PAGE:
Submission Guidelines: N/A
Interview with Derek Beaulieu, Editor
How did No Press start?
No press started in 2005 after I closed my previous press, housepress (1997-2004). i started housepress in 1997 as a means of circulating work of my own and of my colleagues. as i started reading Canadian poetry, i was really engaged and excited by what i was hearing in terms of some of the small presses in the 60’s and later—especially bpNichol’s grOnk and Ganglia, not to mention later presses which were dedicated to publishing poetry in unusual forms, like damian lopes’s fingerprinting inkoperated and jwcurry’s Curved H&z / 1cent / Industrial Sabotage. the more i looked, dug, and read acknowledgments in books of poetry, the more i saw that a great number of the poets i respected (of many different generations) had presses of their own (from Darren Wershler’s Torque to Christian Bök’s Chromium Dioxide), and this sounded really intriguing. these presses were making some really beautiful books that excited not only my interest in poetry, but also my obsessive collector-mentality (as a kid and adult i have collected a myriad of objects from bottle caps to lego to comic books to small press publications…). by 2004 i had continued to publish small press editions of various sorts—pamphlets, broadsheets, chapbooks, books, boxed editions, and even fig newtons stamped with one word poems (in editions ranging from 5 to 125 copies) by a myriad of poets i had encountered or corresponded with—223 different artists, poets and authors. when i shut down housepress in 2004, it had released 286 different editions. I closed housepress and within 6 months I was missing publishing and started No press.
Tell us a bit about No Press. What are your influences, your aesthetic, your mission?
No press is a press of 1—just me—i basically print work that i like, or that has me challenged, confused or bothered. what that has meant is that No press to date has published fiction, poetry, essays, visual poetry, cartoons and sound poetry scores and performances (on CD). the mandate is defined loosely enough to allow it to reflect my reading, and to reflect what may come in. in my opinion, the small press gift economy is one that fosters good will within the community. we look to each other as our first readers, our first editors—with a sense of trust and generosity. in terms of No press, i enjoy sharing discoveries i’ve made in my own reading—if i encounter a text which i think should be read, should be shared with a group of writers—i look to my printer, my needle & thread to take the time to present this manuscript in a way which compliments the time the author took in writing it. the gift economy perhaps in this case is better seen as a trade economy—at its best it is a conversation not a monologue.
Can you give us a preview of what’s current and/or forthcoming from your catalog, as well as what you’re hoping to publish in the future?
i can’t tell you what I have in the works, it’s always changing and transforming based on conversations—but there are plans afoot for editions by Jaap Blonk, Helen Hajnoczky, Natalie Czech and more . . .
We used to ask, “What about small/independent press publishing is particularly exciting to you right now?” We’re still interested in the answer to that, but we’re even more interested to know what you think needs to change.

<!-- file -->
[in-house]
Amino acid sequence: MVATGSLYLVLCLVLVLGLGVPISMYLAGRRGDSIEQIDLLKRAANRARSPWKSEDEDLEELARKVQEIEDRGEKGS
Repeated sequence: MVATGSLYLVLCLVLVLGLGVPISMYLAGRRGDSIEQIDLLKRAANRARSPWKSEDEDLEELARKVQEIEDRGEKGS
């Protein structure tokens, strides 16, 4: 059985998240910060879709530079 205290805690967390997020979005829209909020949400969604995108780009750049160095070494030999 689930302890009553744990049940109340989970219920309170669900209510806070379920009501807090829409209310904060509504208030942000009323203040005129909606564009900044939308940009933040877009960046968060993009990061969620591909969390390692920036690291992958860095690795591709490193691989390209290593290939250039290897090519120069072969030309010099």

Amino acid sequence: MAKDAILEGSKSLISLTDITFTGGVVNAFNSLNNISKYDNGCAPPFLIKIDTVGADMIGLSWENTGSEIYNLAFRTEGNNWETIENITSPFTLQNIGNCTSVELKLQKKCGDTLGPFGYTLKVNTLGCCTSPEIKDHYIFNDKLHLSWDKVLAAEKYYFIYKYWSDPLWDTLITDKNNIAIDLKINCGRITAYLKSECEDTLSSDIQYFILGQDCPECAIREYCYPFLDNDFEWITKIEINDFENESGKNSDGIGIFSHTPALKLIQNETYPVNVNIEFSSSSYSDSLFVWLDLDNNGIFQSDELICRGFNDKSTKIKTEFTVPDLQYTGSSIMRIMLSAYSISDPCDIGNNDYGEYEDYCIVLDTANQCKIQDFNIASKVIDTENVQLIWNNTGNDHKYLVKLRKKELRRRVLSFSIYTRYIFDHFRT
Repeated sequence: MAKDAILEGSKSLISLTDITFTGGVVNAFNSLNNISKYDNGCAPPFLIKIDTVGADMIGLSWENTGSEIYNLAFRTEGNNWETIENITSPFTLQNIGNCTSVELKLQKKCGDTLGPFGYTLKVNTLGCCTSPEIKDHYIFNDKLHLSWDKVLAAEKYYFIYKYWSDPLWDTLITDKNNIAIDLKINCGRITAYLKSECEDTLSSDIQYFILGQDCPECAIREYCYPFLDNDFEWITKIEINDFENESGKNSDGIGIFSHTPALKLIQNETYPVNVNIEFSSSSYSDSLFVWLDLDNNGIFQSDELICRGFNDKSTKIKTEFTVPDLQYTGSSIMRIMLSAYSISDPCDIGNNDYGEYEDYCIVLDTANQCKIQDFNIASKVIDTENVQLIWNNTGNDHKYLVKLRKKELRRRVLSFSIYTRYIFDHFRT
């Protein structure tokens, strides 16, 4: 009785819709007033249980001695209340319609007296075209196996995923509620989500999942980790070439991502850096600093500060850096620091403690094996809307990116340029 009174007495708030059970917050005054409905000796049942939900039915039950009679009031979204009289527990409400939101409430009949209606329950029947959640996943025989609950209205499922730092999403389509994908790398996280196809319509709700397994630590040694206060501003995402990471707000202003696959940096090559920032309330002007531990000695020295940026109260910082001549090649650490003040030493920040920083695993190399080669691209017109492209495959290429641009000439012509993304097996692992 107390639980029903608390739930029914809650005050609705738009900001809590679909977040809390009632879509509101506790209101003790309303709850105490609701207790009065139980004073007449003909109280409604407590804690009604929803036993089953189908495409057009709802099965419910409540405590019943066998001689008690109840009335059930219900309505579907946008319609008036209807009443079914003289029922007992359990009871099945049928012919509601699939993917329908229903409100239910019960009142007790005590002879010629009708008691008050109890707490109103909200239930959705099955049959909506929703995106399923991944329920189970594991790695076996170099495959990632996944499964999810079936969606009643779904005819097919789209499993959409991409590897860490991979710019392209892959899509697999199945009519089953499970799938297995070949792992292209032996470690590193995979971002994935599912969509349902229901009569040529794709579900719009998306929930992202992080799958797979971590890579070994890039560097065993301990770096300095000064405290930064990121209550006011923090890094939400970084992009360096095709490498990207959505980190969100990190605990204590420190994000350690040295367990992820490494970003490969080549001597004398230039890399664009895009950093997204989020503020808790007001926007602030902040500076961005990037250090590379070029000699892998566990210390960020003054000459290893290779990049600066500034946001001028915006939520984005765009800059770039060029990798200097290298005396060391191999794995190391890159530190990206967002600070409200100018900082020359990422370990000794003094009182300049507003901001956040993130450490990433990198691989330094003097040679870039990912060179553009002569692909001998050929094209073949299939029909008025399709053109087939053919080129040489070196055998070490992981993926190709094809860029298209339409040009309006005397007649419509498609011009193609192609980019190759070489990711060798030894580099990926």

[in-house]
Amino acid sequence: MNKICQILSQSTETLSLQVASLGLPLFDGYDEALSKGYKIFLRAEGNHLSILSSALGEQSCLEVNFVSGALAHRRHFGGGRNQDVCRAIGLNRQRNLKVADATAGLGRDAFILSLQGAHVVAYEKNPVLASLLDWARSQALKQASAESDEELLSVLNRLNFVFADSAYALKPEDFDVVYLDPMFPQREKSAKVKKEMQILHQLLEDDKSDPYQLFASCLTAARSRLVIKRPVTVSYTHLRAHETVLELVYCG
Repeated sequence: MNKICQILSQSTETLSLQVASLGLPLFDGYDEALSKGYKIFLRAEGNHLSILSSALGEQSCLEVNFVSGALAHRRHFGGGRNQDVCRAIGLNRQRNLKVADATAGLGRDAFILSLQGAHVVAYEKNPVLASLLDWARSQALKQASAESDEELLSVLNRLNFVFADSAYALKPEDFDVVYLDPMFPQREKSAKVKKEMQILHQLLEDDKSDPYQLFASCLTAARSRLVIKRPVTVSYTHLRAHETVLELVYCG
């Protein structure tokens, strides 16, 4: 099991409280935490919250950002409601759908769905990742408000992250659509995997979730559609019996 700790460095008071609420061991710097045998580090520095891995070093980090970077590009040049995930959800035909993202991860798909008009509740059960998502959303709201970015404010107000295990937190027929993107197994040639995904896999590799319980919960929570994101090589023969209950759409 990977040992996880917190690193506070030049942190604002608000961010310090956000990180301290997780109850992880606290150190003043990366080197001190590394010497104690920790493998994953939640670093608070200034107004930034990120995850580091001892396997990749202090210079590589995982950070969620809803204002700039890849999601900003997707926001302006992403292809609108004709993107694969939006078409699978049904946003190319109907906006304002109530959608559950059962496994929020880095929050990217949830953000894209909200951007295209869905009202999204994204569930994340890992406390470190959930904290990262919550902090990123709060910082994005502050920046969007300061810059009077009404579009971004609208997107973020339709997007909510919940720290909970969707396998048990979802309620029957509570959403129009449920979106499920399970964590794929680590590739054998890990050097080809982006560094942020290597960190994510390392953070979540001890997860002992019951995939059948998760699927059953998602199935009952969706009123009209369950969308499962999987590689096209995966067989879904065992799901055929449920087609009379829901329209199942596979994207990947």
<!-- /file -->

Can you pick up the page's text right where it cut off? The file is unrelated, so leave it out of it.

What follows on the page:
in my opinion writing is a public act, we must learn (even the most introverted of us) to share our work with a readership. see our work as worth sharing, our voices as worth hearing. it doesn’t have to be a huge public gesture; it could 10 copies among friends. share. there are a growing number of online print-on-demand publishers like Lulu and Blurb, and many photocopy shops will do collation and binding—but those are far from the only options. anyone who has a desktop printer or access to a photocopier (or a typewriter, or a silkscreen or rubberstamp letters or any number of intriguing possibilities) can produce her own work. paper, printer, stapler, scissors. a challenge to my peers: publish your own work. start a small press. find the material that your colleagues are making that impresses you and publish it in pamphlets, in leaflets, in chapbooks and broadsides, posters and ephemera. it is all too easy to rely on other people to do the work for you—to allow the means of distribution to remain with book publishers, magazines and journals. small press builds community through gifts and exchange, through consideration and generosity, through the creative interplay and dialogue with each other’s work. small press publishing allows authors to present their work in a way that physically responds to the content—texture, size, shape, colour and binding all become aesthetic decisions that the author herself can shape. the internet is rife with instructions on how to hand bind books. make stuff, hand it out, talk to people.
How do you cope? There’s been a lot of conversation lately about charging reading fees, printing costs, rising book costs, who should pay for what, etc. Do you have any opinions on this, and would you be willing to share any insights about the numbers at No Press?
the numbers are irrelevant, the sales are irrelevant—publishing in this form, to me, is not about financials or profit (if you’re after either you’re in the wrong business). i usually print in editions of between 30-80 copies with the author receiving 1/2 of the edition as ‘payment’—they are free to sell those copies at whatever price they’d like, and keep all the profits (and I will do the same with my 1/2)—that said, I usually sell only a small handful of copies, the rest are given away to intrigued readers.